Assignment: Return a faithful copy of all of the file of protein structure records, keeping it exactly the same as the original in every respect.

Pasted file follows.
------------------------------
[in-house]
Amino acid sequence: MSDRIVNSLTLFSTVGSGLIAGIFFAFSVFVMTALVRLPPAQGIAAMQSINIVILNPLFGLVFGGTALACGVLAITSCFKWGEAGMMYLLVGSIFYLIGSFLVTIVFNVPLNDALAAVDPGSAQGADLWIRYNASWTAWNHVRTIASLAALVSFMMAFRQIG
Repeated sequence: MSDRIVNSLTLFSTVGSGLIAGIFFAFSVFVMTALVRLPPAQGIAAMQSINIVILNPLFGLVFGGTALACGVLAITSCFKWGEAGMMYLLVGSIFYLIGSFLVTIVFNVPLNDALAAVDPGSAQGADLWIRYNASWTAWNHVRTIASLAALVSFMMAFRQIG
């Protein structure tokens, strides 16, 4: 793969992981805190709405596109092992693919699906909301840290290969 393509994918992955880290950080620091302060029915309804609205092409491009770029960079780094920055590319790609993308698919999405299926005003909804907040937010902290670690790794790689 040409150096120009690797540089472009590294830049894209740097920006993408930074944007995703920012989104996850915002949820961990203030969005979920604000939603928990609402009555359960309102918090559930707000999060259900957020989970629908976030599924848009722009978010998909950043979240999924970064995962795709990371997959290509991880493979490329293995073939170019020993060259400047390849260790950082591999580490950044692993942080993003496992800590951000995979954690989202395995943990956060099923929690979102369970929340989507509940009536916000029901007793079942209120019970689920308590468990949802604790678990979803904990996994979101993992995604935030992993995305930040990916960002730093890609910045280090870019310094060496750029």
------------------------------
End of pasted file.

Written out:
[in-house]
Amino acid sequence: MSDRIVNSLTLFSTVGSGLIAGIFFAFSVFVMTALVRLPPAQGIAAMQSINIVILNPLFGLVFGGTALACGVLAITSCFKWGEAGMMYLLVGSIFYLIGSFLVTIVFNVPLNDALAAVDPGSAQGADLWIRYNASWTAWNHVRTIASLAALVSFMMAFRQIG
Repeated sequence: MSDRIVNSLTLFSTVGSGLIAGIFFAFSVFVMTALVRLPPAQGIAAMQSINIVILNPLFGLVFGGTALACGVLAITSCFKWGEAGMMYLLVGSIFYLIGSFLVTIVFNVPLNDALAAVDPGSAQGADLWIRYNASWTAWNHVRTIASLAALVSFMMAFRQIG
């Protein structure tokens, strides 16, 4: 793969992981805190709405596109092992693919699906909301840290290969 393509994918992955880290950080620091302060029915309804609205092409491009770029960079780094920055590319790609993308698919999405299926005003909804907040937010902290670690790794790689 040409150096120009690797540089472009590294830049894209740097920006993408930074944007995703920012989104996850915002949820961990203030969005979920604000939603928990609402009555359960309102918090559930707000999060259900957020989970629908976030599924848009722009978010998909950043979240999924970064995962795709990371997959290509991880493979490329293995073939170019020993060259400047390849260790950082591999580490950044692993942080993003496992800590951000995979954690989202395995943990956060099923929690979102369970929340989507509940009536916000029901007793079942209120019970689920308590468990949802604790678990979803904990996994979101993992995604935030992993995305930040990916960002730093890609910045280090870019310094060496750029």